As twin brothers, Robert and John Horrigan did everything together. Whether it was hunting and fishing as boys or joining the U.S. Army as adults, their bond was one that could never be broken.
“The closest person to me on the face of the earth was my twin brother,” John, 49, said.
From an early age, Master Sgt. Robert Horrigan displayed qualities that would lead to him become one of America’s most respected battlefield warriors.
“He would give you the shirt off his back,” the soldier’s twin said. “Robert would do anything for anybody. If he had a dollar in his pocket and you needed it, he’d give it to you.”
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Dollars were sometimes hard to come by, as the Horrigan family endured financial struggles during parts of Robert and John’s boyhood.
“You earn what you’ve got, and my father, my mom ... all of us were like that,” John said. “It takes hard work and dedication to get where you are, and Robert was the same way.”
In 1984, the Horrigan twins joined the U.S. Army. The brothers eventually would end up in the same Ranger platoon, where they served under Gen. Stanley McChrystal, the future commander of all U.S. forces in Afghanistan.
“It was phenomenal being in the Army together with my brother,” John said.
Even though John had long since retired from military service by Sept. 11, 2001, he could see the impact the terrorist attacks had on his brother, who had earned a coveted spot on the Army’s elite Delta Force.
“I know it affected him a lot, especially with the unit he was with,” the soldier’s brother said. “He went down and got the U.S. flag tattooed” on his chest.
By December 2001, Robert was hunting Osama bin Laden in what would become one of the most important chapters of the entire U.S.-led war on terrorism.
“Robert was in Tora Bora,” John said. “Robert told me he was running through a field not far from (Taliban leader) Mullah Omar’s house.”
In the years to come, Robert was part of many historic battles. His astounding bravery and heroism has been chronicled in several books, and quickly became legendary in military circles.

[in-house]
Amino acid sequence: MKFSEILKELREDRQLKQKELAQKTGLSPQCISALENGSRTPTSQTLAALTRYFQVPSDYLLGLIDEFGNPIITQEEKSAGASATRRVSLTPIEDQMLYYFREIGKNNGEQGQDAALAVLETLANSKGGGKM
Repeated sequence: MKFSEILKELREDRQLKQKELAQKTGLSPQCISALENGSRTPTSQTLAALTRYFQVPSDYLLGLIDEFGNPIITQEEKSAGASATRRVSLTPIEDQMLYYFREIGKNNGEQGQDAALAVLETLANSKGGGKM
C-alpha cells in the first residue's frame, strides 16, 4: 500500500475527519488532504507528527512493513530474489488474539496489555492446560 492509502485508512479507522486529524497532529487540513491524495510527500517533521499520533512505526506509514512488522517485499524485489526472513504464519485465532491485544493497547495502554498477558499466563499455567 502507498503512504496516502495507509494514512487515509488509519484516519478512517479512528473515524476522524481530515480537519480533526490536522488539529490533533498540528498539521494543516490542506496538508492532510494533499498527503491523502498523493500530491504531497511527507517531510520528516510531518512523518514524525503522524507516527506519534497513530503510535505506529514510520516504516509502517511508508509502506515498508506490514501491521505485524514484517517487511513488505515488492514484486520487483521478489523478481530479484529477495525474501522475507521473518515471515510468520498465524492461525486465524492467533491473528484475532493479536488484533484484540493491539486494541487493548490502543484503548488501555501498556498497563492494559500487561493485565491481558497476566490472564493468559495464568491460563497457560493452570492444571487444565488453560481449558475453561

“Robert saw Gen. McChrystal about 15 years after we were in Ranger battalion, and Stanley remembered,” John recalled. “For someone to remember your name 15 years later is pretty incredible.”
Still, the burdens placed on Robert’s shoulders were heavy.
“Robert went to Afghanistan three times and went to Iraq five times,” his twin said.
Having served in the military himself, John knew that his brother was frequently in life-or-death situations. He remembers one particular conversation they had about preparing for the worst.
“If I get killed, you’re just going to have to get over it,” Robert told his twin.
“It’s easier said than done,” John replied.
By 2005, John was a firefighter in Austin, Texas, and Robert, who was married with one daughter, was starting to look beyond his 19-year military career.
“He wanted to get out and he wanted to make knives,” John said. “He enjoyed the craft of it.”
Before he retired from the Army, Robert volunteered for one last deployment with his Delta Force brothers.
“If you’re going, I’m going with you,” the master sergeant told his commanding officer.
As Robert fought insurgents in Iraq and John fought fires in Austin, the Horrigan twins kept in close touch via email. But one summer day, their frequent communication suddenly ceased.
On June 17, 2005, Master Sgt. Robert Horrigan, 40, was killed while raiding a suspected enemy safe house in al-Qaim, Iraq. Master Sgt. Michael McNulty, 36, who was also killed in the fierce battle, also left behind a twin brother.
“I loved my brother so much that I wouldn’t want him to experience the pain I’m going through,” John said. “Losing him was probably the hardest thing I’ve ever done in my life.”
John Horrigan, who makes knives while he’s not fighting fires, is proud of his twin brother’s three Bronze Star medals. But to this day, he admires Robert’s mettle most.
“Robert was bigger than life,” he said. “He is and will always be my hero.”